Certain Patterns of Infinite Randomness- Dr Arnaud Lionnet
- Watson Building - Lecture Theatre A (R15 on campus map)
- Engineering and Physical Sciences, Lectures Talks and Workshops
A Birmingham Popular Maths Lecture from Dr Arnaud Lionnet
Randomness is fascinating. We can describe random outcomes very precisely in mathematical terms, but a random outcome remains ... random. And surely, a lot of random outcomes is even more random, right? Or is it? In fact, we can usually predict a lot more things when we are dealing with repeated randomness, and that is in large part thanks to the law of large numbers. In this talk, I will discuss some of the wonderfully certain things that happen when we look at infinite amounts of randomness, including the gamblers' law of series, hot streaks in basketball, and the fact that Shakespeare was probably not a chimpanzee.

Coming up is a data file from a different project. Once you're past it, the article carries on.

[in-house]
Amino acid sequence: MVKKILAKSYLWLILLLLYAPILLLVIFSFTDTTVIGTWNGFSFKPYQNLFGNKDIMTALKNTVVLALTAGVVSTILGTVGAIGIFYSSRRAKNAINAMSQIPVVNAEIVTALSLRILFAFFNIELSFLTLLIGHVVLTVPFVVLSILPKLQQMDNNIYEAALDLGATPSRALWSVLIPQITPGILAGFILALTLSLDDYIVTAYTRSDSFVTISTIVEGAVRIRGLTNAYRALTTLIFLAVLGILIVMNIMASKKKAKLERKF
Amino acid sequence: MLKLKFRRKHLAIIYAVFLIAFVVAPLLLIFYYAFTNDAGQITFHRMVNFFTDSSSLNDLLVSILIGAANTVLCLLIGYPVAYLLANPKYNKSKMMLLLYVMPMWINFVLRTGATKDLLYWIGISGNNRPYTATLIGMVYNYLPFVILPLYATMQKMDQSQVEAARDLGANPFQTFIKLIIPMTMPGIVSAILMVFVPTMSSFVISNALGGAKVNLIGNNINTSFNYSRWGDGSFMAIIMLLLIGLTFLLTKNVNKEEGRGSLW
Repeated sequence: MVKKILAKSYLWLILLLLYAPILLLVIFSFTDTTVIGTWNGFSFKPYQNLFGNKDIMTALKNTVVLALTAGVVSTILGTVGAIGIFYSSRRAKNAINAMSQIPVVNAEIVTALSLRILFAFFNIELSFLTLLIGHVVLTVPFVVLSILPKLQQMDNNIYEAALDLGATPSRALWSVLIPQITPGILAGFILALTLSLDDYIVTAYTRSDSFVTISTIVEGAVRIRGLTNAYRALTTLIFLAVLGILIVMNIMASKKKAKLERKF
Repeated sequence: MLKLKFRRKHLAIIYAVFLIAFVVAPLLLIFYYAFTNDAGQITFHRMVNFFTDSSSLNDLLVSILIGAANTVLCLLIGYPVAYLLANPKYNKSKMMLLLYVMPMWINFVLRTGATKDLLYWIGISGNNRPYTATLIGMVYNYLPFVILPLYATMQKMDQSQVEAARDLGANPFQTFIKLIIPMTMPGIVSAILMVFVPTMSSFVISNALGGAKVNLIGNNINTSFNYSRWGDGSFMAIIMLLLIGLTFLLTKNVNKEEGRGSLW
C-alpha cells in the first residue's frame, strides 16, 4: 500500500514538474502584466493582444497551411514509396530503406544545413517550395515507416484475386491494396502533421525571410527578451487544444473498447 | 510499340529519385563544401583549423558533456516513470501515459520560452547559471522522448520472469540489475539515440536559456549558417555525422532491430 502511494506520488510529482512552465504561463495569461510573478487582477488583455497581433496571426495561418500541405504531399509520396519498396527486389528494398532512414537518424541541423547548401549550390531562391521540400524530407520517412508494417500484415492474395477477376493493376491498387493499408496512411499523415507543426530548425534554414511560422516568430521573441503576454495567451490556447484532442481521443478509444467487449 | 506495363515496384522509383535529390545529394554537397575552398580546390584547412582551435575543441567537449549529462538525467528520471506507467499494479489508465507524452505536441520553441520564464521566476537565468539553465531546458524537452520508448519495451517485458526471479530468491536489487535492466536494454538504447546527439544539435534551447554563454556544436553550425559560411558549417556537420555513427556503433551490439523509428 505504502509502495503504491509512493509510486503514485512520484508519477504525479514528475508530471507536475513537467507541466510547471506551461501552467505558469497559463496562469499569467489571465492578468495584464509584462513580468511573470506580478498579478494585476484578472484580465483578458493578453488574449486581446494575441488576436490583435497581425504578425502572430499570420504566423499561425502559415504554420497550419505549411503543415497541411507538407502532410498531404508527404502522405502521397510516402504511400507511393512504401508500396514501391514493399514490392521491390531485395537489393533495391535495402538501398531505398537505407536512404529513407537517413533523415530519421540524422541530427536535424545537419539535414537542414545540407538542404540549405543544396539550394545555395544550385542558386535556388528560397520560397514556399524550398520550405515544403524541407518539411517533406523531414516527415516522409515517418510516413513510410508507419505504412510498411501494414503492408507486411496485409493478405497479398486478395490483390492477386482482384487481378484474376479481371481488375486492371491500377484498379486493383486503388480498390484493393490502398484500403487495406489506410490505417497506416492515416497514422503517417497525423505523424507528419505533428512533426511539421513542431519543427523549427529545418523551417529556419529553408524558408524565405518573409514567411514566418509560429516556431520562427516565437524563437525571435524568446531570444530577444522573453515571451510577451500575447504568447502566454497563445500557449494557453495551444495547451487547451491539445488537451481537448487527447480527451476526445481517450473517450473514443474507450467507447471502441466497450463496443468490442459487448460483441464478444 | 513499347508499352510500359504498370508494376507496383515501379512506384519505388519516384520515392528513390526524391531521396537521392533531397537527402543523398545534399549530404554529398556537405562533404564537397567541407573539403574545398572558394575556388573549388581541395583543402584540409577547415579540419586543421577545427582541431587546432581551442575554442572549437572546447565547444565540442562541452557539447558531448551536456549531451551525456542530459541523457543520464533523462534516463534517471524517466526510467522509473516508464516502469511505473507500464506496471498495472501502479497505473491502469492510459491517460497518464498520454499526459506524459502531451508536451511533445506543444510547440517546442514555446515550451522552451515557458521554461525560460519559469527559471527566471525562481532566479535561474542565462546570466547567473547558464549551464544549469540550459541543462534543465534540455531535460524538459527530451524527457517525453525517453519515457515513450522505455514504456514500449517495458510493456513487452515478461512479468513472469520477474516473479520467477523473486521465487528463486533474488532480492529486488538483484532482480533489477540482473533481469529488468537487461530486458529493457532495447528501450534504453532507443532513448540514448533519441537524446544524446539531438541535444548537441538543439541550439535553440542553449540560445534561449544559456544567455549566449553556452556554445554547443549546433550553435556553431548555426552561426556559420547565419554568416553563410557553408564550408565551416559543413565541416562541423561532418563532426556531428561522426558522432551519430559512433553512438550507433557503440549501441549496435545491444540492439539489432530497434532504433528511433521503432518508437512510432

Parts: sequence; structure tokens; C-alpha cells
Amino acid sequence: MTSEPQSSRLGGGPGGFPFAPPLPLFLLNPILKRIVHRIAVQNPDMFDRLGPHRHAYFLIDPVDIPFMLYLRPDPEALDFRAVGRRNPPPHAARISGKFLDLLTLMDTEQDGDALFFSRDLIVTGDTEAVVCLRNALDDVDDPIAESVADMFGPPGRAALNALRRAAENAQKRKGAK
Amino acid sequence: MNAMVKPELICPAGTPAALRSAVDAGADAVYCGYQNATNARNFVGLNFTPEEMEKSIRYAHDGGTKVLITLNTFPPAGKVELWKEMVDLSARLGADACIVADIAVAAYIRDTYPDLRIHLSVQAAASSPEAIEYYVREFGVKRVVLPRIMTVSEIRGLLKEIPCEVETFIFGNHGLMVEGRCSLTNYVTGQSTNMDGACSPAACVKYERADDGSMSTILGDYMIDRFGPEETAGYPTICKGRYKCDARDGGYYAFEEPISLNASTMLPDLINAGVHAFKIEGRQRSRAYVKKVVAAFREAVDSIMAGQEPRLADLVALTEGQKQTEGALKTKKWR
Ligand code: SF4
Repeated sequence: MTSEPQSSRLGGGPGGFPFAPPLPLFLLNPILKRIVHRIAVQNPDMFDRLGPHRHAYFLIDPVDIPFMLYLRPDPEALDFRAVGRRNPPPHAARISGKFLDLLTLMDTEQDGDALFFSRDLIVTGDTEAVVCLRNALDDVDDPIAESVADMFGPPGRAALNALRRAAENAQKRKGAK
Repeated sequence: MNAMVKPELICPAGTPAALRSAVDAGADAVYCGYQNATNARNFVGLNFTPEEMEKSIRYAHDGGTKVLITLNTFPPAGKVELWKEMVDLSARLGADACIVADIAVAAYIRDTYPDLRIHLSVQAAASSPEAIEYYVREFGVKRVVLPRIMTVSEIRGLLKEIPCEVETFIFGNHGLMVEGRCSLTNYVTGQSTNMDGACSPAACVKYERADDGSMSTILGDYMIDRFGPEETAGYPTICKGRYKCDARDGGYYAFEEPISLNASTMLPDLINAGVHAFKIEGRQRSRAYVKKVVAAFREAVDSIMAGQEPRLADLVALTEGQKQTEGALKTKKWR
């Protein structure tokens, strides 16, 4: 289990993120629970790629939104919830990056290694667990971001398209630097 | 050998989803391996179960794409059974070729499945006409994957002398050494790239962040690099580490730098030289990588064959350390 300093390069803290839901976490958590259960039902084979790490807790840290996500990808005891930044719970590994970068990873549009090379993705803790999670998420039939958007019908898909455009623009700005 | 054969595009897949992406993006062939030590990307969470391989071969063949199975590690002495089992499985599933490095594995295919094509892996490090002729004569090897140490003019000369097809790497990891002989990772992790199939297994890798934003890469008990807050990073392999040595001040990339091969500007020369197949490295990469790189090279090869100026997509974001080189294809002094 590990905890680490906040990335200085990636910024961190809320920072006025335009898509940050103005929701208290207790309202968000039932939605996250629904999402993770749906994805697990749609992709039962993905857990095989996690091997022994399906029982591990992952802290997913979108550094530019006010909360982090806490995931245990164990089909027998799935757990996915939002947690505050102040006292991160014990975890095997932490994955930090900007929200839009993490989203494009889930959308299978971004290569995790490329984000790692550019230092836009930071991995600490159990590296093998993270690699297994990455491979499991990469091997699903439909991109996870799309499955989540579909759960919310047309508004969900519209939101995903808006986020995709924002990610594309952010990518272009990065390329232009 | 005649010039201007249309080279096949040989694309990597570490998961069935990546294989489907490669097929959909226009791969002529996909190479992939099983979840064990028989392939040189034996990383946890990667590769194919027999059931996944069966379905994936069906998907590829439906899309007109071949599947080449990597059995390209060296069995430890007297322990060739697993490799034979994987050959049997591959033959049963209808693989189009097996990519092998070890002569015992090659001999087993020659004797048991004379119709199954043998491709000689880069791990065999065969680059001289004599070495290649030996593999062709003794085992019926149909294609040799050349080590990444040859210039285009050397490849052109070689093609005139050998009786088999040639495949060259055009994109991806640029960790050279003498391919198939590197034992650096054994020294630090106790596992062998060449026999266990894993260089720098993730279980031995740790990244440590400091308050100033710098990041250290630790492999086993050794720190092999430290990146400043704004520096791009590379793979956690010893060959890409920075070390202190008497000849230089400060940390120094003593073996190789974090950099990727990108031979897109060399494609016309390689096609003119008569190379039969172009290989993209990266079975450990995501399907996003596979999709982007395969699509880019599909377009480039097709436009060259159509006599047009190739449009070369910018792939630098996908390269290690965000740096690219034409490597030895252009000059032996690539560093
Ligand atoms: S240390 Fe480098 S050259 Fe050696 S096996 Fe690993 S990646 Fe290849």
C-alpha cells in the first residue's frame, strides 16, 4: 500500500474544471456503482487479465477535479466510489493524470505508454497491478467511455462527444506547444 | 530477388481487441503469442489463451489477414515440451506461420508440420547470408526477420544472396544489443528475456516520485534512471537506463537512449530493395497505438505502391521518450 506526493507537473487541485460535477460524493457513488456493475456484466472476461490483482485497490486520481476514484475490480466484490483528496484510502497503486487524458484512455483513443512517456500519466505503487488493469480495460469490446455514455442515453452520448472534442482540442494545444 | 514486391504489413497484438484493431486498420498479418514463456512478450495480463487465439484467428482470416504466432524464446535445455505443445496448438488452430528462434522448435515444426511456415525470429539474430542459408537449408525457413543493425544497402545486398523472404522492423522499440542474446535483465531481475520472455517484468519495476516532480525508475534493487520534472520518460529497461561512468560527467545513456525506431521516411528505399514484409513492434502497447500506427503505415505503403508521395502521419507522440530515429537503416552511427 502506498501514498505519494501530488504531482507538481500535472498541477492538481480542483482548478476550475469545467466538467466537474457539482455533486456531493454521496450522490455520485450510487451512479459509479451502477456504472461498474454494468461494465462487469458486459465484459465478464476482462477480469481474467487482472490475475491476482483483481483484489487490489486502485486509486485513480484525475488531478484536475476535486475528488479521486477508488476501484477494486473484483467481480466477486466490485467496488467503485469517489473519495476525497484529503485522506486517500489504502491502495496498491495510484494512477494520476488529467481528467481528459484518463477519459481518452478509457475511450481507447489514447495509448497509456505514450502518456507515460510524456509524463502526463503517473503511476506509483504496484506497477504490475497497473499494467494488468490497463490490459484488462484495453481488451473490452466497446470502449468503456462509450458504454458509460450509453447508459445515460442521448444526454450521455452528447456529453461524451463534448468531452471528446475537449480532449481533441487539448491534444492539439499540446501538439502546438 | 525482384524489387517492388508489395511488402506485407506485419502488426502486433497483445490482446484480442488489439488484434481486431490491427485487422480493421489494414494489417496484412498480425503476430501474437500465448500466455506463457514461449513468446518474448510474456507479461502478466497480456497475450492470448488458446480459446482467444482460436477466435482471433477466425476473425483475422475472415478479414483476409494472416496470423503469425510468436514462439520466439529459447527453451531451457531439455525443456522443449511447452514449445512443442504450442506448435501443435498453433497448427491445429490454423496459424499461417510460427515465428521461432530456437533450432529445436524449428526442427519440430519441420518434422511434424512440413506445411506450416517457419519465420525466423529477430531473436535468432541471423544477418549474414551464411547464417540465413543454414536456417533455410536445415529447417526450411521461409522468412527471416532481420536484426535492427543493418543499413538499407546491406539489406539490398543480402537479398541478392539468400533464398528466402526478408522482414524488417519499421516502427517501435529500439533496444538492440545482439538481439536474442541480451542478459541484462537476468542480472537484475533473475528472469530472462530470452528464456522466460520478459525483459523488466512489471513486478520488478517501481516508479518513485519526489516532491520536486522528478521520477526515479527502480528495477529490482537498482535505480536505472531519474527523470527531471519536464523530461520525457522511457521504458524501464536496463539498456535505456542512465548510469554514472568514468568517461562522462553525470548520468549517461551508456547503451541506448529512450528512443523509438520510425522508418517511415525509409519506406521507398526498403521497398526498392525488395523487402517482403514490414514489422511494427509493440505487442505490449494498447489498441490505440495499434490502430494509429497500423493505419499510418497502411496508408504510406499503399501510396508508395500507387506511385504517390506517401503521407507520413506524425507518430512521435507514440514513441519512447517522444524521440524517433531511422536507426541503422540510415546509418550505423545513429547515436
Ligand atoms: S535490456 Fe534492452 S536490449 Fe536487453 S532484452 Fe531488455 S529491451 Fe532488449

The Birmingham Popular Maths Lecture series runs in the Watson Building (School of Mathematics) on the last Wednesday of each month, arriving from 6.30pm onwards for a 7pm start.
The Birmingham Popular Mathematics Lectures are open to all members of the public and the University who are interested in the study of Mathematics. They are particularly suitable for those studying Mathematics at A Level and we also welcome advanced GCSE students. Young people are welcome on their own, with parents or with a school group.
Registration is not required, though those travelling in a minibus should get in touch to confirm parking.